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Publication numberUS6563906 B2
Publication typeGrant
Application numberUS 09/933,906
Publication dateMay 13, 2003
Filing dateAug 22, 2001
Priority dateAug 28, 2000
Fee statusPaid
Also published asCA2355560A1, CA2355560C, US20020044628
Publication number09933906, 933906, US 6563906 B2, US 6563906B2, US-B2-6563906, US6563906 B2, US6563906B2
InventorsEsam Hussein, Balza Achmad
Original AssigneeUniversity Of New Brunswick
Export CitationBiBTeX, EndNote, RefMan
External Links: USPTO, USPTO Assignment, Espacenet
X-ray compton scattering density measurement at a point within an object
US 6563906 B2
Abstract
The present invention pertains to a non-rotating method for non-intrusively determining the density of a point embedded within an object, without necessarily obtaining a full image for the entire object. The method consists of passing a X-ray beam through a point within an object and measuring Compton scatterings from the point from a first and second energy bands within the energy spectrum of the X-ray beam, along a first and second angles from the X-ray beam. Using the kinetics of Compton scattering at a specific angle, four equations are formulated with four measurements and four unknowns; the radiation attenuation factor along the object between the X-ray source and the point, the radiation attenuation factor between the point and each of the detectors and the density of the object at the point. The four equations are solved simultaneously to determined the four unknowns. There is also provided a matrix inversion process to facilitate the solution of the equations.
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Claims(21)
We claim:
1. A method for determining the density at a point within a body, comprising the steps of:
providing a X-ray source;
providing a first and second radiation detectors;
using said X-ray source, passing a X-ray beam through a point within a body; said X-ray beam having an energy spectrum;
selecting a first and second source energy bands within said energy spectrum;
using said first and second radiation detectors, obtaining measurements of Compton scattering from said point within said body from said first and second source energy bands, along a first and second angles from said X-ray beam;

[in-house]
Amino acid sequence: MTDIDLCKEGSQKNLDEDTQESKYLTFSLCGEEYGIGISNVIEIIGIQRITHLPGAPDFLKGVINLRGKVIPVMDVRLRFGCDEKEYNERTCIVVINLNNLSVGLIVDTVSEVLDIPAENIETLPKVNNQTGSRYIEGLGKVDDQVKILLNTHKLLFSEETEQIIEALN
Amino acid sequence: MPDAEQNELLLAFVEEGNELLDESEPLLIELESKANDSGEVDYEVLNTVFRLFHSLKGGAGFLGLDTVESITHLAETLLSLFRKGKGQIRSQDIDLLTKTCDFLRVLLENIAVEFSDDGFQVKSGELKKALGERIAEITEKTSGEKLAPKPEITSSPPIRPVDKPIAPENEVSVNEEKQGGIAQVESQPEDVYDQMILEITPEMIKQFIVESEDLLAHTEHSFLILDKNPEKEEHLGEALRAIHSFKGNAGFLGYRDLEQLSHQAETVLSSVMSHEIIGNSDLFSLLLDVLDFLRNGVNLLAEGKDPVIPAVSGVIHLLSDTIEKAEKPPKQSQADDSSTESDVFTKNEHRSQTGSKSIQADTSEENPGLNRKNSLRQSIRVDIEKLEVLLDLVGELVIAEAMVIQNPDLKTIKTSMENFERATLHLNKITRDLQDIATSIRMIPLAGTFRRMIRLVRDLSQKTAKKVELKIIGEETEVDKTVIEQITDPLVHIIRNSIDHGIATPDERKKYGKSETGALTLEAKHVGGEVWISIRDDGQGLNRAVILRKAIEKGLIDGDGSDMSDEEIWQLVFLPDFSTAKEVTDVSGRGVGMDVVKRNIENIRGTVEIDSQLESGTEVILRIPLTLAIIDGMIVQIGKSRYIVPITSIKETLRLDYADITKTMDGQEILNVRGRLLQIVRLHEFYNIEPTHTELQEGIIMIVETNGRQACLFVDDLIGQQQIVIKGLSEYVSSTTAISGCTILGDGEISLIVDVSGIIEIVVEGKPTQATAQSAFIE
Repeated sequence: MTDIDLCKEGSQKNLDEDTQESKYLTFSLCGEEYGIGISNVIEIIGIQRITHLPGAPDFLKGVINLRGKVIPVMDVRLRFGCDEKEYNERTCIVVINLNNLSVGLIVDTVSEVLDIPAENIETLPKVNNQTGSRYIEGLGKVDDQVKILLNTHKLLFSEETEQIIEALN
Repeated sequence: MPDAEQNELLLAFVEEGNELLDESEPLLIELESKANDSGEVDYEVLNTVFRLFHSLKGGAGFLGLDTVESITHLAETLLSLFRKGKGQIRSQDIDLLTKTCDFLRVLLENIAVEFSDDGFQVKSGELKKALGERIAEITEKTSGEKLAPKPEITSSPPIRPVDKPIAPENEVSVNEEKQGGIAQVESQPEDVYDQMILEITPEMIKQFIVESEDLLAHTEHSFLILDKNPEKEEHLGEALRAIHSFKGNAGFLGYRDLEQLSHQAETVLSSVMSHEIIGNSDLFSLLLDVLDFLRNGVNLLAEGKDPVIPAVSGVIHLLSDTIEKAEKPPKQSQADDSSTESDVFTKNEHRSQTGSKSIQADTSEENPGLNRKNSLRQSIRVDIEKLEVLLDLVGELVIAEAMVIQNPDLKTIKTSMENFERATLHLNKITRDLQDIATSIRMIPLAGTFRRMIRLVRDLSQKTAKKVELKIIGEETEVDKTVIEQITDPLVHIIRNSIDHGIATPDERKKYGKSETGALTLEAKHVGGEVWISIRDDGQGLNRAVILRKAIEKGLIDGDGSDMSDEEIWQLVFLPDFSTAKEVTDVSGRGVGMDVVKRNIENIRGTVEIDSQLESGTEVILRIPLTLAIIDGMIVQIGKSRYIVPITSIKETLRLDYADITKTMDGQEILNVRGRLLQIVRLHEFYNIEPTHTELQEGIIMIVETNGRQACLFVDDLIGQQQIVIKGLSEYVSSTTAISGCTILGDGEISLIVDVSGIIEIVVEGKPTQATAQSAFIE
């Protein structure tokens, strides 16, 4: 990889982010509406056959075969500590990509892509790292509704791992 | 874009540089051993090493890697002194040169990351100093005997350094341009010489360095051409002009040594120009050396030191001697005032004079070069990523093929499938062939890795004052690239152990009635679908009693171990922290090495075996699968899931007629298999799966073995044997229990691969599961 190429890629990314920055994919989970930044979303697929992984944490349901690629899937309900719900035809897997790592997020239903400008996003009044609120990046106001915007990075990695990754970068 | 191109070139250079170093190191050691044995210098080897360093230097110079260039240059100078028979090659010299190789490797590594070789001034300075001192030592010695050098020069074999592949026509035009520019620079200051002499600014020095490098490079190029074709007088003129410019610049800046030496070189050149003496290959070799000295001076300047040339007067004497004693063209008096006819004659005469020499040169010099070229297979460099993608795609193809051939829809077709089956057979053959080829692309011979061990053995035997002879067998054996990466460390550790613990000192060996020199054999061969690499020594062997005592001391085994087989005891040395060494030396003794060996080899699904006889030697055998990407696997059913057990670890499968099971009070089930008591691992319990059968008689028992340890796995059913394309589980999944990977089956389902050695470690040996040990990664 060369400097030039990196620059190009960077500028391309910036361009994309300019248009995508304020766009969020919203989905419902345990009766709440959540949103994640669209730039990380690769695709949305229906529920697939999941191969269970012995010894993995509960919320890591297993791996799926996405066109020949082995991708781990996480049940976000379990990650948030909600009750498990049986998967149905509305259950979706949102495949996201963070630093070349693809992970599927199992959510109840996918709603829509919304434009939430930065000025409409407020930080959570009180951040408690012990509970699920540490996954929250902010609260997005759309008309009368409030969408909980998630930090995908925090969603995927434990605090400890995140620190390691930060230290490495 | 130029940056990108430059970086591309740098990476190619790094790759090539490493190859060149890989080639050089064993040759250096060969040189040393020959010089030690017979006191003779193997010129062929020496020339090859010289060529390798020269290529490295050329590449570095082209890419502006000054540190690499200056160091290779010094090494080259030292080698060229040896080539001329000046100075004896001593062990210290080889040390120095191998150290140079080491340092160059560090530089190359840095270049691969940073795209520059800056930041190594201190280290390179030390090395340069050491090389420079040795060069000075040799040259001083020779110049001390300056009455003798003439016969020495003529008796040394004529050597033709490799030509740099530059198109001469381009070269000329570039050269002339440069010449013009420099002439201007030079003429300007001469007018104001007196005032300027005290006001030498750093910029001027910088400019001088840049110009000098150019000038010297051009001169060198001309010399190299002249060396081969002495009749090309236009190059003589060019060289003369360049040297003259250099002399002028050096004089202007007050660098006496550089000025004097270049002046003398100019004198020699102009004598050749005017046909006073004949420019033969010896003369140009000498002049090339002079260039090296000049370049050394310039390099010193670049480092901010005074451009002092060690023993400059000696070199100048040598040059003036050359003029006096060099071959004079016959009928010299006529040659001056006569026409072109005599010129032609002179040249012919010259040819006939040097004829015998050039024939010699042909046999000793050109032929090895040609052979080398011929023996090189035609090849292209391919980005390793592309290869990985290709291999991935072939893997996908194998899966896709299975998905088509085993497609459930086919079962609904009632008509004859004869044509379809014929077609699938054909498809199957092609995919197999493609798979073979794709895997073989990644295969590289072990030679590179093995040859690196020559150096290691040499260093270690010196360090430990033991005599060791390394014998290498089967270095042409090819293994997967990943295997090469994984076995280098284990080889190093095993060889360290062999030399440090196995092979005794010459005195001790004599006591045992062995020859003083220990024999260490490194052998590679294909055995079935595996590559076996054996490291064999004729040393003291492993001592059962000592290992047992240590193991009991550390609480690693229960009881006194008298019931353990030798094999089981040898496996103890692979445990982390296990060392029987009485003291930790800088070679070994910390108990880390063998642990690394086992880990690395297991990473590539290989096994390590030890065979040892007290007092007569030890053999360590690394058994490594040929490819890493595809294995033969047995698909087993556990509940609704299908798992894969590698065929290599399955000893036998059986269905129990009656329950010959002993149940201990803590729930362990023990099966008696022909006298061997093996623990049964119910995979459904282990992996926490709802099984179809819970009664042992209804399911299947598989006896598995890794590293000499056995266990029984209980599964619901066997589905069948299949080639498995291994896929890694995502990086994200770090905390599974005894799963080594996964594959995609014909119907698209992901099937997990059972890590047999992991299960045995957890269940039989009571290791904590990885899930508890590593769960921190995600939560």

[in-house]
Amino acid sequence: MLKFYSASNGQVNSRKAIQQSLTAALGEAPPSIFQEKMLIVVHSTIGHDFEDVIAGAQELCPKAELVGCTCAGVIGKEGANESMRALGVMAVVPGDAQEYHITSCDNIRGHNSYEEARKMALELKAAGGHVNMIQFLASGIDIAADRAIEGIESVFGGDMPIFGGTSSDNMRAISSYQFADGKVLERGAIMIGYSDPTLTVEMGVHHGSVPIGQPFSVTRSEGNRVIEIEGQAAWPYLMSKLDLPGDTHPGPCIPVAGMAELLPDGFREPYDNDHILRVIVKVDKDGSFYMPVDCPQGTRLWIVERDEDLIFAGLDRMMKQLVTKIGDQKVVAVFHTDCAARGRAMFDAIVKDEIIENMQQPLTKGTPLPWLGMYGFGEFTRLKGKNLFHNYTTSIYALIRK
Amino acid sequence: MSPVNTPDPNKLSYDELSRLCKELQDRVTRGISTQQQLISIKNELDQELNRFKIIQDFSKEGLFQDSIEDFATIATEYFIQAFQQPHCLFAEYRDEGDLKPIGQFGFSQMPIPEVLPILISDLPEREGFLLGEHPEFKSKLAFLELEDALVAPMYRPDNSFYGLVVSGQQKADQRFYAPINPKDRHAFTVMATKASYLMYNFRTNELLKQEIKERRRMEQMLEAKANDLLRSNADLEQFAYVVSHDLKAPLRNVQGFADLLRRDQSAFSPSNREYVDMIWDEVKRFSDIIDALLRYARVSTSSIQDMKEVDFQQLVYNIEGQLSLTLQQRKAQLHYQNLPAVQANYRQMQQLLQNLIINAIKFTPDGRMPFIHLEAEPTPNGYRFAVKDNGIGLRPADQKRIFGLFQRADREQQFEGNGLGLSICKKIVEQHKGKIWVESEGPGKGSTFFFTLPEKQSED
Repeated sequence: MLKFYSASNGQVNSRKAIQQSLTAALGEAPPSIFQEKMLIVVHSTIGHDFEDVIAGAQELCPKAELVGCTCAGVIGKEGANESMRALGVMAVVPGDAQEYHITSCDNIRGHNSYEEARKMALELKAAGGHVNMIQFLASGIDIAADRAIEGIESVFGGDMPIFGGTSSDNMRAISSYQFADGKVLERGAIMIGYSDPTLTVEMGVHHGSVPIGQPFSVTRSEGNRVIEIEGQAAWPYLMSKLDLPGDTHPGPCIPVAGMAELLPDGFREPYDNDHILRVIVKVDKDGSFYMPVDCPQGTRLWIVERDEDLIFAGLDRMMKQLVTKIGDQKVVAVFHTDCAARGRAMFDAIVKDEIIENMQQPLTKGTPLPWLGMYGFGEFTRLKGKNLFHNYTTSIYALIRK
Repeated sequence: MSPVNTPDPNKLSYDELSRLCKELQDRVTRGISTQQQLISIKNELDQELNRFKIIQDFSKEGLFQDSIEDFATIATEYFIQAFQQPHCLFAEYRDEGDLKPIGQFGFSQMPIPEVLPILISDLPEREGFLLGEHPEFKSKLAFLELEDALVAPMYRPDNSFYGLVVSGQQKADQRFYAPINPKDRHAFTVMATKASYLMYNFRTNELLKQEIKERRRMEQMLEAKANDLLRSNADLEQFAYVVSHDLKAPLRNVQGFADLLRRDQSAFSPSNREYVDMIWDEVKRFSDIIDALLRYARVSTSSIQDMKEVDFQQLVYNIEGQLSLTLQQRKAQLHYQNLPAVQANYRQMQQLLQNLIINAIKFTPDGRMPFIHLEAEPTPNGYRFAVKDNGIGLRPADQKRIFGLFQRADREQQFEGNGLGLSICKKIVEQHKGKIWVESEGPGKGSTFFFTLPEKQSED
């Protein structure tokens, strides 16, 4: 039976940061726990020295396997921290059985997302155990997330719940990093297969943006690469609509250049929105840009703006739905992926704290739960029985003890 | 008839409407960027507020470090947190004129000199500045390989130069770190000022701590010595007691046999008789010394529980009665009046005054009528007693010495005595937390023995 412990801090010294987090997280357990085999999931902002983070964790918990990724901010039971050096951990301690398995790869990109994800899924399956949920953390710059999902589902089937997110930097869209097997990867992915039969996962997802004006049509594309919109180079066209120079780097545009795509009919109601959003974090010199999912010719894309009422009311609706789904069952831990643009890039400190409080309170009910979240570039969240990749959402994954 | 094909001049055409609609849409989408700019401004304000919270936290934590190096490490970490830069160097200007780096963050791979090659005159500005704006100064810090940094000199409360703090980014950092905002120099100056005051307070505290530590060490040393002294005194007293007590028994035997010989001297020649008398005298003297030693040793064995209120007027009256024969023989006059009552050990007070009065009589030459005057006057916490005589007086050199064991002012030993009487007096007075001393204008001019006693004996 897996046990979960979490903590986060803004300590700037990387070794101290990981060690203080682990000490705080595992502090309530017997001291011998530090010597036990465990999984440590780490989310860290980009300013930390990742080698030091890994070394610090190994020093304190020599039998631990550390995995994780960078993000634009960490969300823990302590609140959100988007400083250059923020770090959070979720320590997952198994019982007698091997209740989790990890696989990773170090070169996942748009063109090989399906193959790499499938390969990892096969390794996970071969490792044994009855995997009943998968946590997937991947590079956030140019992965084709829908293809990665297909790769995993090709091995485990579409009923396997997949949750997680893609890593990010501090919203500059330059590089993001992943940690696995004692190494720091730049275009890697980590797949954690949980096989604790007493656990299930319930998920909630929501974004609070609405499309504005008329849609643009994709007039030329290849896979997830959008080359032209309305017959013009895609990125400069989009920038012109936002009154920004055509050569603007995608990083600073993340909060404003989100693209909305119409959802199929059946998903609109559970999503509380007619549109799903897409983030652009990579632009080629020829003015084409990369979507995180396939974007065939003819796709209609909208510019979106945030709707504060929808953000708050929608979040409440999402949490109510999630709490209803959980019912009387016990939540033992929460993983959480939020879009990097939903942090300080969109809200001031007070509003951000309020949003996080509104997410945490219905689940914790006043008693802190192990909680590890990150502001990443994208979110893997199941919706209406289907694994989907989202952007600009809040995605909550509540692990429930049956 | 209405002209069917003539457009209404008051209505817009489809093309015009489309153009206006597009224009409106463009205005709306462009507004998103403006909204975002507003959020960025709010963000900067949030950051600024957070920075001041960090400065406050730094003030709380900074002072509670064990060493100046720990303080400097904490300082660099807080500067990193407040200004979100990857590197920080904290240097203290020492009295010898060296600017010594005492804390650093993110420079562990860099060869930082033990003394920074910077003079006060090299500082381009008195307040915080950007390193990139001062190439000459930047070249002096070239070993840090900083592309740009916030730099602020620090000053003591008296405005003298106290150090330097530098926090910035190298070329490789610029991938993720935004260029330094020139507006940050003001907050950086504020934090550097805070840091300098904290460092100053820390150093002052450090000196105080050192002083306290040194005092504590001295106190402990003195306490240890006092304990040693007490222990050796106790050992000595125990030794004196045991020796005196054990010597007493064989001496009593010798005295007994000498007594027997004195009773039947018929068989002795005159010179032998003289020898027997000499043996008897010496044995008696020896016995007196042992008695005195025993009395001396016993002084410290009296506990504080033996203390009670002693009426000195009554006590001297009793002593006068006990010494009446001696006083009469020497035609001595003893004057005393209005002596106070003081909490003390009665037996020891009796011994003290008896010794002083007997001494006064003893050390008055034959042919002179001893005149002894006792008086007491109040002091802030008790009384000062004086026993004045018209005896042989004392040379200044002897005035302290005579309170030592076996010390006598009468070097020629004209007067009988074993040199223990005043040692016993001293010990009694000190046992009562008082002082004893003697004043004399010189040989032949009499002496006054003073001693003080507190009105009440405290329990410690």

using said measurements of Compton scattering from said point within said body from said first and second source energy bands, along said first and second angles from said X-ray beam, mathematically determining a density of said point within said body.
2. The method as claimed in claim 1, further comprising the step of;
using said measurements of Compton scattering from said point within said body from said first and second source energy bands, along said first and second angles from said X-ray beam, mathematically determining a first radiation attenuation factor between said X-ray source and said point; a second radiation attenuation factor between said point and said first detector, and a third radiation attenuation factor between said point and said second detector.
3. The method as claimed in claim 2, further comprising the steps of:
providing a third radiation detector;
obtaining measurements of radiation transmitted through said point within said body along said X-ray beam from said first and second source energy bands, and said step of
using said measurements of Compton scattering from said point within said body from said first and second source energy bands, along said first and second angles from said X-ray beam, mathematically determining a density of said point within said body,
comprises the additional step of using said measurements of radiation transmitted through said point within said body along said X-ray beam from said first and second source energy bands.
4. The method as claimed in claim 1, wherein said first and second angles are between 30 and 60 degrees and between 120 and 150 degrees respectively from said X-ray beam.
5. The method as claimed in claim 4, further comprising the steps of:
providing a third radiation detector,
obtaining measurements of Compton scattering from said point within said body from said first and second source energy bands, along a right angle from said X-ray beam, and said step of